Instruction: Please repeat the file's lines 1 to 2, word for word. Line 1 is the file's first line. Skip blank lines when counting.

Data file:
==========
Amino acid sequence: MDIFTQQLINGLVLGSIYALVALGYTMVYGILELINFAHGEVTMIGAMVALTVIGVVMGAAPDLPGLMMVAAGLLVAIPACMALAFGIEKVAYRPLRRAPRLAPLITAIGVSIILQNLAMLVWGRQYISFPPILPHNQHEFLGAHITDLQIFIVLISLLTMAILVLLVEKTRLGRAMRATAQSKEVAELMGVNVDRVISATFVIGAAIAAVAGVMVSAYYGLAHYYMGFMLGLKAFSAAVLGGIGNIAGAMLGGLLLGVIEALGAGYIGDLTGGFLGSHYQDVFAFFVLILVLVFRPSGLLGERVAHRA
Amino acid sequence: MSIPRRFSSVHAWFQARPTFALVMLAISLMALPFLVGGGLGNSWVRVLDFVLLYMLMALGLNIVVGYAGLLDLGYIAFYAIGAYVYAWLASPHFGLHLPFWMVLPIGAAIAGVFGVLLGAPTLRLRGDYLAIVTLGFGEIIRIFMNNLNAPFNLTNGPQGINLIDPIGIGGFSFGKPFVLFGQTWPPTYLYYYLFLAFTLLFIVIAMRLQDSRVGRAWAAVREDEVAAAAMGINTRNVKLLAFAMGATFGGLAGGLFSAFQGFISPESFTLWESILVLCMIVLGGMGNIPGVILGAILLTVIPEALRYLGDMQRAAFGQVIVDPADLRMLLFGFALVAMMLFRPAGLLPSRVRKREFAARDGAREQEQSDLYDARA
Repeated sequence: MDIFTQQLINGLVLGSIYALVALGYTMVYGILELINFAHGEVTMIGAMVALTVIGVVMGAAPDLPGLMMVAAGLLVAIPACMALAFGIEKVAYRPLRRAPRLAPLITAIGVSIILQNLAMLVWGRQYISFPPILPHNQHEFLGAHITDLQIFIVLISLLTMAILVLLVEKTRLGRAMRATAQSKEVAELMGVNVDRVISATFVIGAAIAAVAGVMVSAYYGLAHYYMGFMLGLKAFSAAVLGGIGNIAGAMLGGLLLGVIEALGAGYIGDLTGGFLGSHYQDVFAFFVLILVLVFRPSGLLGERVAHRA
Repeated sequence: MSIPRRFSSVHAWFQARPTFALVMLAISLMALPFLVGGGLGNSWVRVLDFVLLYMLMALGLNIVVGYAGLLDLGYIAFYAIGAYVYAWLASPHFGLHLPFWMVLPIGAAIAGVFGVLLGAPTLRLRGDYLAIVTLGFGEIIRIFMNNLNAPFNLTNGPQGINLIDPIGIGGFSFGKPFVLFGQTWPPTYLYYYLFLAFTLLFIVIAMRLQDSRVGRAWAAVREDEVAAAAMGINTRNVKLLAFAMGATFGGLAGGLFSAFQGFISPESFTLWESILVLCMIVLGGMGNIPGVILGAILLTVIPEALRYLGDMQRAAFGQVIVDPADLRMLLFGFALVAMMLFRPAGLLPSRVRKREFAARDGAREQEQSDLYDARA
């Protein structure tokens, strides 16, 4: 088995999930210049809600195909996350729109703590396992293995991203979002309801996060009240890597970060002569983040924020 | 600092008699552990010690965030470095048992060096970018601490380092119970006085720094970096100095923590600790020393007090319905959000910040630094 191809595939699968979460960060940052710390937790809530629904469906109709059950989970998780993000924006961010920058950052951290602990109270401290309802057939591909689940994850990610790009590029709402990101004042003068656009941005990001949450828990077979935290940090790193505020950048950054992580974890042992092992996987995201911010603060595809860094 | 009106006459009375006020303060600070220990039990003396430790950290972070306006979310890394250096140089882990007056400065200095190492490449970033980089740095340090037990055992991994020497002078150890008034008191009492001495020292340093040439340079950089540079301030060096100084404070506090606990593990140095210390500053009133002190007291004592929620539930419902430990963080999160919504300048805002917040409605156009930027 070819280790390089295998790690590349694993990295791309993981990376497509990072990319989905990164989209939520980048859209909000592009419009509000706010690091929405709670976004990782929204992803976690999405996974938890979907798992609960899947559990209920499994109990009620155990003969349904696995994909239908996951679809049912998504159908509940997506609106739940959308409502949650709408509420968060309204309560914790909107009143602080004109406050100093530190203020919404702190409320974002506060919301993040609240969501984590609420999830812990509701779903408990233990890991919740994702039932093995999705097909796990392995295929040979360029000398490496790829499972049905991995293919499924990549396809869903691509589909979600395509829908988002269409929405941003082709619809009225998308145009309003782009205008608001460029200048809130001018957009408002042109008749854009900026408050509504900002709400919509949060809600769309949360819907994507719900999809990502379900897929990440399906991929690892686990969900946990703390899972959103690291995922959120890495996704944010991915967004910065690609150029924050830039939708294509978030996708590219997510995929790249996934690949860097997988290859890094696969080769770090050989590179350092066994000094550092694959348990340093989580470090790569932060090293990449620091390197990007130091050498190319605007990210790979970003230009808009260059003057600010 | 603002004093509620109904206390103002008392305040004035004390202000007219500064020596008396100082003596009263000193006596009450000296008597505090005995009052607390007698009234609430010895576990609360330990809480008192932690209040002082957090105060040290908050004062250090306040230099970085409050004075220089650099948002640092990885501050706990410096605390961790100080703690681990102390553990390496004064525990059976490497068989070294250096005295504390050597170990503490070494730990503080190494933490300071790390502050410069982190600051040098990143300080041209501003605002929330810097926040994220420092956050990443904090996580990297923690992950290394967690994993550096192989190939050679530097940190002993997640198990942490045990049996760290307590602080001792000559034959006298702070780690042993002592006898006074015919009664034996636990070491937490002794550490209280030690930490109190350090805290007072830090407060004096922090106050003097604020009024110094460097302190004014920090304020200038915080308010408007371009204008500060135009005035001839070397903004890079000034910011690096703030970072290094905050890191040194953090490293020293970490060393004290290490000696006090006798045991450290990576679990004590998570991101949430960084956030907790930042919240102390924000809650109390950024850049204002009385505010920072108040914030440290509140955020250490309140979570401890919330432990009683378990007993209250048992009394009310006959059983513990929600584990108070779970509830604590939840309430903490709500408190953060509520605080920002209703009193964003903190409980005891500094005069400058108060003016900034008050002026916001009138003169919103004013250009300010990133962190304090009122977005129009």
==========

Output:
Amino acid sequence: MDIFTQQLINGLVLGSIYALVALGYTMVYGILELINFAHGEVTMIGAMVALTVIGVVMGAAPDLPGLMMVAAGLLVAIPACMALAFGIEKVAYRPLRRAPRLAPLITAIGVSIILQNLAMLVWGRQYISFPPILPHNQHEFLGAHITDLQIFIVLISLLTMAILVLLVEKTRLGRAMRATAQSKEVAELMGVNVDRVISATFVIGAAIAAVAGVMVSAYYGLAHYYMGFMLGLKAFSAAVLGGIGNIAGAMLGGLLLGVIEALGAGYIGDLTGGFLGSHYQDVFAFFVLILVLVFRPSGLLGERVAHRA
Amino acid sequence: MSIPRRFSSVHAWFQARPTFALVMLAISLMALPFLVGGGLGNSWVRVLDFVLLYMLMALGLNIVVGYAGLLDLGYIAFYAIGAYVYAWLASPHFGLHLPFWMVLPIGAAIAGVFGVLLGAPTLRLRGDYLAIVTLGFGEIIRIFMNNLNAPFNLTNGPQGINLIDPIGIGGFSFGKPFVLFGQTWPPTYLYYYLFLAFTLLFIVIAMRLQDSRVGRAWAAVREDEVAAAAMGINTRNVKLLAFAMGATFGGLAGGLFSAFQGFISPESFTLWESILVLCMIVLGGMGNIPGVILGAILLTVIPEALRYLGDMQRAAFGQVIVDPADLRMLLFGFALVAMMLFRPAGLLPSRVRKREFAARDGAREQEQSDLYDARA